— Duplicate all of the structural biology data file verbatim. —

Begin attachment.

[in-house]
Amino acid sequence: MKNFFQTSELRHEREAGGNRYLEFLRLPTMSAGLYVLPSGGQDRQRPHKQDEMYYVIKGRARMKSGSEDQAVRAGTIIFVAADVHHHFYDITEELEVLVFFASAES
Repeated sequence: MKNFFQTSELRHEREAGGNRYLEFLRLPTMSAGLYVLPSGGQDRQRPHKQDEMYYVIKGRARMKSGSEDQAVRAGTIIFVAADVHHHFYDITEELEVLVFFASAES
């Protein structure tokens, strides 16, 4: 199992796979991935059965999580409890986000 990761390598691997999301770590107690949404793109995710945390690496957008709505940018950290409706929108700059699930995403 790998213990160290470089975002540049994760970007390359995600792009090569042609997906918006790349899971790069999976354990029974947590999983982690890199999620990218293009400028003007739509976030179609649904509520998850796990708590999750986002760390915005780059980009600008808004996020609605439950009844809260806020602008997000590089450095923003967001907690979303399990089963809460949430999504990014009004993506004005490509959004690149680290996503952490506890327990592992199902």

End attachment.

[in-house]
Amino acid sequence: MKNFFQTSELRHEREAGGNRYLEFLRLPTMSAGLYVLPSGGQDRQRPHKQDEMYYVIKGRARMKSGSEDQAVRAGTIIFVAADVHHHFYDITEELEVLVFFASAES
Repeated sequence: MKNFFQTSELRHEREAGGNRYLEFLRLPTMSAGLYVLPSGGQDRQRPHKQDEMYYVIKGRARMKSGSEDQAVRAGTIIFVAADVHHHFYDITEELEVLVFFASAES
């Protein structure tokens, strides 16, 4: 199992796979991935059965999580409890986000 990761390598691997999301770590107690949404793109995710945390690496957008709505940018950290409706929108700059699930995403 790998213990160290470089975002540049994760970007390359995600792009090569042609997906918006790349899971790069999976354990029974947590999983982690890199999620990218293009400028003007739509976030179609649904509520998850796990708590999750986002760390915005780059980009600008808004996020609605439950009844809260806020602008997000590089450095923003967001907690979303399990089963809460949430999504990014009004993506004005490509959004690149680290996503952490506890327990592992199902």